The LCW (Lounge Chair Wood) Chair was a direct result of the molded plywood splint experience. Through extensive experimentation, Charles and Ray arrived at an alternate solution to a one piece or single shell design: to create two separate pieces for the seat and backrest. The two pieces would be joined by a plywood lumbar support and have plywood legs. The result was a sleek, modern-looking comfortable chair.

The seat was joined to the lumbar support and legs with a series of four heavy rubber washers with screws and nuts embedded in them called "shock mounts." The shock mounts were also glued to the underside of the seat, and screwed in through the bottom of the chair. The backrest was also attached with shock mounts. The rubber shock mounts allowed the backrest to flex when the chair was occupied. This was one of the first chairs ever made with a responsive backrest. 

Following the creation of the LCW, the Eameses created an extended family of plywood chairs. The Dining Chair Wood (DCW) was constructed in the same way as the LCW, but with a narrower seat and longer legs. The Lounge Chair Metal (LCM) and Dining Chair Metal (DCM) were constructed of the same plywood seats and backrests as the LCW & DCW but were set on a welded metal frame with metal legs.

The large Eames Lounge Chair and Ottoman were first manufactured for sale in 1956 with its novel five point base. It has become known as a classic example of mid-century modern furniture design as well as one of the most comfortable and elegant chairs ever made. 

The rich veneer and supple leather suggest old-fashioned luxury translated into a modern form. It also incorporates molded plywood. Like most of the Eames designs, it is still produced by Herman Miller. 

Besides furniture the Eameses also designed in 1945 a menagerie of plywood animals for his daughter Lucia. They were sculptural enough to be decorative but sturdy enough to support a small child. But none of the creatures—elephant, frog, seal, bear, and horse, went beyond concept stage.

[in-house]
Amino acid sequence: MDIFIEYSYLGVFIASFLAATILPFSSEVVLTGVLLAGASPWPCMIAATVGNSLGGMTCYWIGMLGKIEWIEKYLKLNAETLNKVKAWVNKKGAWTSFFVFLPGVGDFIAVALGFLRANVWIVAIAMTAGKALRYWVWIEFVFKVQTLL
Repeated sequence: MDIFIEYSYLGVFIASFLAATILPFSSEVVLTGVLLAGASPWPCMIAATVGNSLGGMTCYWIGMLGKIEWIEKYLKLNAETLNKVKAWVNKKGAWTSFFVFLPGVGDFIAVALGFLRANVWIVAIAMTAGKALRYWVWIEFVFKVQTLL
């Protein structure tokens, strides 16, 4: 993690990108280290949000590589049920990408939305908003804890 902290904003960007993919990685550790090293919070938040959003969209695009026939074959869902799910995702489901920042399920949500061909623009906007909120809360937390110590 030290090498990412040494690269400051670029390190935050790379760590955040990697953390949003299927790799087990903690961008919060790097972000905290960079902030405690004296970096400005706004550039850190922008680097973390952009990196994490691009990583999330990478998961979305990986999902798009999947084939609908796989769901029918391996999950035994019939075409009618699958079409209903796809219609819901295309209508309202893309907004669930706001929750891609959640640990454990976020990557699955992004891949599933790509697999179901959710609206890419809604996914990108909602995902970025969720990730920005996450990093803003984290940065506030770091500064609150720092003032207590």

In 2007 to commemorate Charles Eames' 100th birthday, a "plastic version" elephant was started to be produced by Vitra along with a smaller scale model molded wood version. A limited edition (1000) of molded maple plywood childsize elephants were manufactured in Germany by Vitra starting in 2007 as well.

Though only one of the many brilliant designs created by Charles and Ray Eames, the Eames splint is a prime example of pragmatic aesthetics. A recent film, Eames: The Architect and Painter by Jason Cohn (2011, 82 min.) tells the story of the husband and wife team's collaboration. In the documentary, the splint is discussed by their grandson, Eames Demetrios.

Now 70 years old, the Eames Molded Plywood Leg Splint would have been a significant contribution to design history by itelf. Its creation was a strategic technical design breakthrough that led to a generation of equally celebrated chairs and furniture. Humble in origin, it is now a design icon.